/TestMem:Off Memory testing is not undertaken at startup. This option will slightly speed the startup process.


Directs HIMEM to display status and error messages while loading. By default, HIMEM does not display any messages unless it encounters an error. As an alternative to using the switch, status messages can be displayed by holding down the Alt key while Himem is loading.


  1. By default, HIMEM.SYS is loaded by Windows98 (not sure about Win95) on startup if it can be found on the disk. It is only necessary to include a "device=c:\windows\himem.sys" line in config.sys if additional switches/parameters are required and/or when working without Windows loaded ("pure" Dos mode).

  2. In most cases, command-line options are not required. The default values for HIMEM.SYS are designed to work with most hardware.

  3. The Device line in Config.sys installing Himem.sys must come before any commands starting programs or devices using extended memory. Specifically, the Device=Himem.sys line must come before the Device=Emm386.exe and DOS=HIGH,UMB lines.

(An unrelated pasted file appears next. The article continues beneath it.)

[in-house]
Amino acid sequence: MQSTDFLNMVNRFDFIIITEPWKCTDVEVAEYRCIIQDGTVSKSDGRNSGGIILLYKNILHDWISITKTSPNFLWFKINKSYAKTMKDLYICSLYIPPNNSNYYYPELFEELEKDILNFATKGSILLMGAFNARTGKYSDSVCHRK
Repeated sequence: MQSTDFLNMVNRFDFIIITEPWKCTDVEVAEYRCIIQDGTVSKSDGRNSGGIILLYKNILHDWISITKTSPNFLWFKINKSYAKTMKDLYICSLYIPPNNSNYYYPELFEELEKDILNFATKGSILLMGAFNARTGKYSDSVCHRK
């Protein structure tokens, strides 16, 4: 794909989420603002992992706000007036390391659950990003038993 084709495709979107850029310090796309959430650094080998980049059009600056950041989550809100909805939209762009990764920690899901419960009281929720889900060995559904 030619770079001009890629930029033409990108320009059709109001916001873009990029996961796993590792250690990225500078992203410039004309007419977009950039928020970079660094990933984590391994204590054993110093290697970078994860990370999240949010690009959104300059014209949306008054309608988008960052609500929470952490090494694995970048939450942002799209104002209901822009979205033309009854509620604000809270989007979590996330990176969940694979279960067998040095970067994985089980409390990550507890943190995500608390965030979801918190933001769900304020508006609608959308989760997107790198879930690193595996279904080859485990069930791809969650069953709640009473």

4. The significance of a number of the above switches is, I regret, beyond my comprehension. I have included them here for completeness. However, not only have I not tested them, but have no idea on how to go about trying.

File Details

File NameDefault LocationDos Ver.Win Ver.SizeDateSource
Himem.sysc:\windows 7.0Win95 32 93511/07/95win95_03.cab
7.1Win95 (OSR2.x) 33 191124/08/96win95_02.cab
Win98 33 19111/05/98base5.cab
Win98 SE 33 191223/04/99base5.cab

Superscripts denote which same size files, if any, are identical (using FC).

Thanks to L.H. Loo for details on the Win98SE version.
This page last revised:
September 1, 2001.